Friday, 1 February 2008

The Wheel of Life - The Symbolic Six Worlds

The first of these transitory worlds is the abode of the so-called Gods. It is a temporal paradise achieved by good deeds, and it is illustrated in the uppermost sections of the Wheel. Here the Buddha with the lute is seen reminding the gods of their limited pleasures and guarding them against vanity and haughtiness, which encourages them to believe in their own imperishability. But these gods are not yet freed from sorrow;they too, after thousands of human years, are subject to old age and death. Their special suffering is the illusion of the eternity of their paradisal state: their misery lies in their eventual comprehension of the error.

In the upper half of the wheel, the World of Men is depicted: driven by egoism and ignorance, they suffer from the permanently repeated cycle of birth, sickness and death.
( The Buddha with the Begging bowl of a wandering monk comes to help them)

In the lower half of the wheel, the World of Animals illustrates their special suffering: oppression by the other beings. The devour each other and become beasts of burden.
( Here the Buddha holding a book appears to the animals)

The last world follows with the cold and hot hells. They are places of torment for all those who have committed evil deeds out of hatred and anger. But this infernal life, however long, is not eternal;after atoning for sins, rebirth into a better world is always possible. In the World of Hells an assistant of the Lord of the Dead weighs the deeds of the deceased who are entering his kingdom, but this is administrative work because the fate of the dead has already been decided by themselves.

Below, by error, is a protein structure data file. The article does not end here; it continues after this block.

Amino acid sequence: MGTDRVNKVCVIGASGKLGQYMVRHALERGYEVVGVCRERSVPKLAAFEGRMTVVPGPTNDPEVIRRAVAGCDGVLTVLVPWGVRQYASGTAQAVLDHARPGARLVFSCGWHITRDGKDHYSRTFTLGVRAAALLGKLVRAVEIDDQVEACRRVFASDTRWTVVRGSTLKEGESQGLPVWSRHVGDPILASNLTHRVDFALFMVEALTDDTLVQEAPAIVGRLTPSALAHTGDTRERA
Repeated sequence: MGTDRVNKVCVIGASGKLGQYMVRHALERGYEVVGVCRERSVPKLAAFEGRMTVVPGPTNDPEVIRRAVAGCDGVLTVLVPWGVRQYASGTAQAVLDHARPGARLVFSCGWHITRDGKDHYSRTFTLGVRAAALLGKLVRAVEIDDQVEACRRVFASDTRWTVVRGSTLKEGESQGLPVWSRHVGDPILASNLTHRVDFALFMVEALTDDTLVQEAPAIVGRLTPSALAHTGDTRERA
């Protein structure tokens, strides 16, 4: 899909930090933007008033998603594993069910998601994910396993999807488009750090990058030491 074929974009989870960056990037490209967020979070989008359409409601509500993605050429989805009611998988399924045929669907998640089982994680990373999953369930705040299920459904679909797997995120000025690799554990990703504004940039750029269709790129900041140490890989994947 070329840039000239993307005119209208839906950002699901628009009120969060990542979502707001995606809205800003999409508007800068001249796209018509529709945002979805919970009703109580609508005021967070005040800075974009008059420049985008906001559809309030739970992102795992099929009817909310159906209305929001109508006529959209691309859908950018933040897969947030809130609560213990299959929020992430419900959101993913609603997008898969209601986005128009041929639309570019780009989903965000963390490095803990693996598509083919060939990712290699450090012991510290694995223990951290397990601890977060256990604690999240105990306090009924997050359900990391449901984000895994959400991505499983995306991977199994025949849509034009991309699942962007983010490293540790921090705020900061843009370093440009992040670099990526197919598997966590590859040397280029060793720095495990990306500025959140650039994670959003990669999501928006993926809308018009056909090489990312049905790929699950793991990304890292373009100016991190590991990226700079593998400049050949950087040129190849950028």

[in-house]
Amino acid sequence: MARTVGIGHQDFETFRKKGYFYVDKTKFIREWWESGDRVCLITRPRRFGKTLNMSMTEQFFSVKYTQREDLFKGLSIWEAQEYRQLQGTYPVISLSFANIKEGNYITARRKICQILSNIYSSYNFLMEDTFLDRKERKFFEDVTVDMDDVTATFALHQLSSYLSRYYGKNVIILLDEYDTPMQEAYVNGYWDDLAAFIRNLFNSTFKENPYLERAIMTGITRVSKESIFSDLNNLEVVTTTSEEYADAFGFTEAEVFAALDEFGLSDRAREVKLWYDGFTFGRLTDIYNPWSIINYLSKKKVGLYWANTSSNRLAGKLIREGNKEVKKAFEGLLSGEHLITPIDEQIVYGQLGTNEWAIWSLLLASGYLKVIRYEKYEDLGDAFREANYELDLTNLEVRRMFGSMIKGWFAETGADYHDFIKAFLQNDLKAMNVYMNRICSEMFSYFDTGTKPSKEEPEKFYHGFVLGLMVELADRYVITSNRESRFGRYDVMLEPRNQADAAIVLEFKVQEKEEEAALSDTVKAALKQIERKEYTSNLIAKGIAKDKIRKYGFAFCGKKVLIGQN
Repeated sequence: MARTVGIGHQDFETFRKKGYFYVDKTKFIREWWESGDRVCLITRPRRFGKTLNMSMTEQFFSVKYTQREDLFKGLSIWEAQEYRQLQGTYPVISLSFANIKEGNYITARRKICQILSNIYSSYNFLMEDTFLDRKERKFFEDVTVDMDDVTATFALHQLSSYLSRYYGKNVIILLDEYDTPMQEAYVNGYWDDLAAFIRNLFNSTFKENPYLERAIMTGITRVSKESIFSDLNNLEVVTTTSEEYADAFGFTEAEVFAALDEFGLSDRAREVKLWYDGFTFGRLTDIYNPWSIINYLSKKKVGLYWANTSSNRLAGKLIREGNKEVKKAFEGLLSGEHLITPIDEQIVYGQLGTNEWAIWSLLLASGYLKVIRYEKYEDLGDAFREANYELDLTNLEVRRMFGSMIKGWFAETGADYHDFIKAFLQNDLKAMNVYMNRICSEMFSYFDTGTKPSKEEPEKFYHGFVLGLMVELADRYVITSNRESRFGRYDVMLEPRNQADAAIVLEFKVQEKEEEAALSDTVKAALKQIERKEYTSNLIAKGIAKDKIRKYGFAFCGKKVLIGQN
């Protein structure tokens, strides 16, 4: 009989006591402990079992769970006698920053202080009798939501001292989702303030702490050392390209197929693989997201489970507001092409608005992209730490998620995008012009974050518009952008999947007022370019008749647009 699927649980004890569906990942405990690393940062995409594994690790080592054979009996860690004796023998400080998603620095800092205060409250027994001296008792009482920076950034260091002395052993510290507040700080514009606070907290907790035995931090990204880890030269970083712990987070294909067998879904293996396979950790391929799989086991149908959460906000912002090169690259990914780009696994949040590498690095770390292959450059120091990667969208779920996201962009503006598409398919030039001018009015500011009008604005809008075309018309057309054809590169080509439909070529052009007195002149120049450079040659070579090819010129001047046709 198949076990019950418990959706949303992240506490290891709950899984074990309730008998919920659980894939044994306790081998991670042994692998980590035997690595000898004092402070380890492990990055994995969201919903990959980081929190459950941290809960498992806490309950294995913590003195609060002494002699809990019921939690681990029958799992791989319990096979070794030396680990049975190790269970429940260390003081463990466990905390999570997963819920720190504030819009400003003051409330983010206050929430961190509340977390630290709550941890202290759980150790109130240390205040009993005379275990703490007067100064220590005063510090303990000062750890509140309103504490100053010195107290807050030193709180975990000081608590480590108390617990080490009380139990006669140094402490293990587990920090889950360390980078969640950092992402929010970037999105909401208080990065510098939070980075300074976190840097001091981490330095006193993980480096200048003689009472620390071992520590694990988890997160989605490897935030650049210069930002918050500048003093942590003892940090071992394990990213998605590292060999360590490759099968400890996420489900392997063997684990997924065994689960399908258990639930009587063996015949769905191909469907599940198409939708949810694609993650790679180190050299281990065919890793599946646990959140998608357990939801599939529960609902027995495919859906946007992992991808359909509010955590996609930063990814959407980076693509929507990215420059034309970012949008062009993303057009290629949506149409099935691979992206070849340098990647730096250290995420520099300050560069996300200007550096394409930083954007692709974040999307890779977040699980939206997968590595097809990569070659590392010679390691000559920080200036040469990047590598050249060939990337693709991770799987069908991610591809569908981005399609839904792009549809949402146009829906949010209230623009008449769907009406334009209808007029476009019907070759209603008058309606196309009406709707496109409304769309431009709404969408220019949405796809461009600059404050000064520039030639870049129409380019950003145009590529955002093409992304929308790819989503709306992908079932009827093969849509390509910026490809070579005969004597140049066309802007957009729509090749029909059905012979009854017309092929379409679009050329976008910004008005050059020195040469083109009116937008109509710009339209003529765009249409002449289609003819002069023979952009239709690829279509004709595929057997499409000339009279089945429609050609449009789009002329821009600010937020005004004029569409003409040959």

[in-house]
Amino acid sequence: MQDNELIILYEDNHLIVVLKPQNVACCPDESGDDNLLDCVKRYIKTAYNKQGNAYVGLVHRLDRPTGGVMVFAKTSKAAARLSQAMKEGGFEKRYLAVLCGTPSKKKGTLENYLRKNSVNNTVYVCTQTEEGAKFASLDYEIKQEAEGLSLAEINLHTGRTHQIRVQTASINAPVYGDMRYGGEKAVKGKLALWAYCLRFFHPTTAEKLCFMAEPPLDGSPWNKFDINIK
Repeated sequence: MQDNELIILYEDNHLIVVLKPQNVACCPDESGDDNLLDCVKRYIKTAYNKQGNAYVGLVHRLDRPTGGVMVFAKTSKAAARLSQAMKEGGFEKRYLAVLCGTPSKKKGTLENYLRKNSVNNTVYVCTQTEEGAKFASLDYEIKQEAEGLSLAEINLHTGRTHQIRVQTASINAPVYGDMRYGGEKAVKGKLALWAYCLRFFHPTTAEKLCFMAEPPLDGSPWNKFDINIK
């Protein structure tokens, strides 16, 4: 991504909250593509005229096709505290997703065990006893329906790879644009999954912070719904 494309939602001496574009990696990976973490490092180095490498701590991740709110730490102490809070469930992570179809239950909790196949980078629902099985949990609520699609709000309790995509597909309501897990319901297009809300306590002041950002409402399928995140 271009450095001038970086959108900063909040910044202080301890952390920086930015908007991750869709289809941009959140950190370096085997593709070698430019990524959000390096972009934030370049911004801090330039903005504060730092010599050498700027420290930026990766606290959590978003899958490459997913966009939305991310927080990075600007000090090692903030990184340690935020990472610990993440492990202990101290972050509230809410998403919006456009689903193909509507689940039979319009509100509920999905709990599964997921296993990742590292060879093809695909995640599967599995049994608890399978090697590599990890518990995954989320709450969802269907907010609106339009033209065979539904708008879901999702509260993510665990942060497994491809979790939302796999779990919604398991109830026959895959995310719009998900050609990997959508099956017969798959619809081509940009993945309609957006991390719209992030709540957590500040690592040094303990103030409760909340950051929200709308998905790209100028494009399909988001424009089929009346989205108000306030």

(Here the Buddha appears, bearing a flame to bring light and hope to these darkest regions)

The fifth world is the realm of the insatiable, greedy ghost, suffering from hunger and thirst which they can neither appease nor quench; they present a ghastly picture with tightened throats and bloated bellies.
(Here the Buddha appears with a jar of nectar for the hungry ghosts)

To the right, the World of Titans is illustrated: they are permanently warring against the gods and fighting for the fulfillment of their desires; their suffering is the endless war, the result of envy and insatiable ambition.
(Here the Buddha appears with a flaming sword, and ministers to the titans)

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eckhart tolle